The term "carbon footprint" refers to the estimated amount of carbon pollution a person generates over a specific time period--usually a year. The number claims to include pollution generated by everything from driving a car to breathing.
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Environmentalists, government agencies and scientists figure the per capita carbon footprint of a nation based on total population of the country, its gross domestic product (GDP), estimated CO2 emissions, electricity use and heat output.
The calculation requires numbers for GDP, electricity use and heat output, assigns a CO2 estimated emissions figure to each unit of measure for these numbers, totals them and divides by the total population of the country to get an average carbon output in metric tons per person.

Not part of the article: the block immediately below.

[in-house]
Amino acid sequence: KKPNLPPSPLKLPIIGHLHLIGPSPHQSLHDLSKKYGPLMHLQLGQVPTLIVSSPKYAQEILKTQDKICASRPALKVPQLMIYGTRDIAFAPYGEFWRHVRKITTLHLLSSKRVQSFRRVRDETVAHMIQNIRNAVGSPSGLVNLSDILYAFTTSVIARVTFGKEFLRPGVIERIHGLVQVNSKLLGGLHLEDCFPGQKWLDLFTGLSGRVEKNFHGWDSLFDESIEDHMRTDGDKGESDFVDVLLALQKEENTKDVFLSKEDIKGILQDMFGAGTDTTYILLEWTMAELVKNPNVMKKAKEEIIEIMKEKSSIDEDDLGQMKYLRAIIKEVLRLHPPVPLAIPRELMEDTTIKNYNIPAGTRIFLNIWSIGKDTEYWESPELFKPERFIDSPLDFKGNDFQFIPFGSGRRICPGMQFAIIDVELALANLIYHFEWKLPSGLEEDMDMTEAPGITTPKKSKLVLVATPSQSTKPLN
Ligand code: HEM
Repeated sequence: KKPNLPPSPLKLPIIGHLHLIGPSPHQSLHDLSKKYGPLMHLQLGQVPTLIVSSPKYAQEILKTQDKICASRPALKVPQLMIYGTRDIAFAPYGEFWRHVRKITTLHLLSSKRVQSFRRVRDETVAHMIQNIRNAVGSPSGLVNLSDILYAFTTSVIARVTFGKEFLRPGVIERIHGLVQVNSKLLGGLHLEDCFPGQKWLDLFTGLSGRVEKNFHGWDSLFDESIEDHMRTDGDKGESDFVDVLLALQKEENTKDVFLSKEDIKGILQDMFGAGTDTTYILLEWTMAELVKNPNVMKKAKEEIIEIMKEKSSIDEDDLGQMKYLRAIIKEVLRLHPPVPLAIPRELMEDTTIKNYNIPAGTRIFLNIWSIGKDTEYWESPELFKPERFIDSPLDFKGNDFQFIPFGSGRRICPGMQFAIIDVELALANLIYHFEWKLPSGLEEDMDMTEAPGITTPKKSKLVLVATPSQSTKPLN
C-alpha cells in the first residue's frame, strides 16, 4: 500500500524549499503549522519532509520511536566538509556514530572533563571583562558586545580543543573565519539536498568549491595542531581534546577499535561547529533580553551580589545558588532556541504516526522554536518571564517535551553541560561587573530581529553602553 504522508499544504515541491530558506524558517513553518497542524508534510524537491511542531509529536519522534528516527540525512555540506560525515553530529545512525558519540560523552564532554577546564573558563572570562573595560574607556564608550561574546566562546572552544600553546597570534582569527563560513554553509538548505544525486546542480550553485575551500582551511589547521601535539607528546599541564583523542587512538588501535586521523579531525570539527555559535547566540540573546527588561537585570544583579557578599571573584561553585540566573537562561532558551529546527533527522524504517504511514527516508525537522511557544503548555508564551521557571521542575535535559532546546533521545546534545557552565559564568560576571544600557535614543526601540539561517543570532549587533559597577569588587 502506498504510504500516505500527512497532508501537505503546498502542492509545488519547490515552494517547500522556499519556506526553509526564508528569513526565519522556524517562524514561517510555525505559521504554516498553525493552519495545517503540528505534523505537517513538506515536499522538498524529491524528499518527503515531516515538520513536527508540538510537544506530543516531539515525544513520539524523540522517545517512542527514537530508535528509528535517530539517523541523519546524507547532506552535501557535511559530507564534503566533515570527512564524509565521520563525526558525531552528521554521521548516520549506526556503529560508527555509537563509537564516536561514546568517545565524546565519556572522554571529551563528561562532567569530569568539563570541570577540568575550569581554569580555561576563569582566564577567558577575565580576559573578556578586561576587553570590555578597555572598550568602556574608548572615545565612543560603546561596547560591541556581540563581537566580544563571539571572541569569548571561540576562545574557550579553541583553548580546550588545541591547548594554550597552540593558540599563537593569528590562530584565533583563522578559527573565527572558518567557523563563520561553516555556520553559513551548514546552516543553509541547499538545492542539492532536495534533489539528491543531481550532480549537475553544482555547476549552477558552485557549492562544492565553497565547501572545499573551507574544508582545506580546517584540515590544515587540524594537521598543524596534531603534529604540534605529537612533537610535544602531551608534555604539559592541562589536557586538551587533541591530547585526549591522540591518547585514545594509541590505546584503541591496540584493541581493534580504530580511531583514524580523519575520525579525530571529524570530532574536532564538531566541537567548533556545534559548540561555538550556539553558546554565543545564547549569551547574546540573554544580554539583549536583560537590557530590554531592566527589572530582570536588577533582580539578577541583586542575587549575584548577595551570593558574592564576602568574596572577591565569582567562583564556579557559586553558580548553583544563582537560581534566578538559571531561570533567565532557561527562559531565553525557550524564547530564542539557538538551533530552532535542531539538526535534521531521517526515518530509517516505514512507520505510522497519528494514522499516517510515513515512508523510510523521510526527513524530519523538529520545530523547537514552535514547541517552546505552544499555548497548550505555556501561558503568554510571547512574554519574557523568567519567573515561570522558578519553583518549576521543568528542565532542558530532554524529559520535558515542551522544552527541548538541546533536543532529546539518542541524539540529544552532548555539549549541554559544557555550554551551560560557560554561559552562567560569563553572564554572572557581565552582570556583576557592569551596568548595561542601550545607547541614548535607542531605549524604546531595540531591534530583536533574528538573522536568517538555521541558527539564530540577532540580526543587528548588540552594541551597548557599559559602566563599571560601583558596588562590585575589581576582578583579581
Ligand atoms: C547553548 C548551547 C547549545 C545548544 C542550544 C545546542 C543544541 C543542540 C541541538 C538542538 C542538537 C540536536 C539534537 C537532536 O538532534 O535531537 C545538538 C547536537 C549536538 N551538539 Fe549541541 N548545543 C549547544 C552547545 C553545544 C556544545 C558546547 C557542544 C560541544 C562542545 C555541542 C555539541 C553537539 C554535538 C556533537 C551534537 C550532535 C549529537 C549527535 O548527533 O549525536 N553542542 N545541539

The World Factbook lists the top five per capita carbon producers in 2005 as Gibraltar with 42.48 metric tons per citizen followed by the Virgin Islands, Qatar, Netherlands Antilles and Bahrain with ranging to a low of 9.98 tons. Australia, the United States and Canada come in at 5.52, 5.49 and 5.24 metric tons respectively. On the low end, Burundi, Cambodia, Congo, Afghanistan and Chad share the bottom of the list at .01 metric tons per person.
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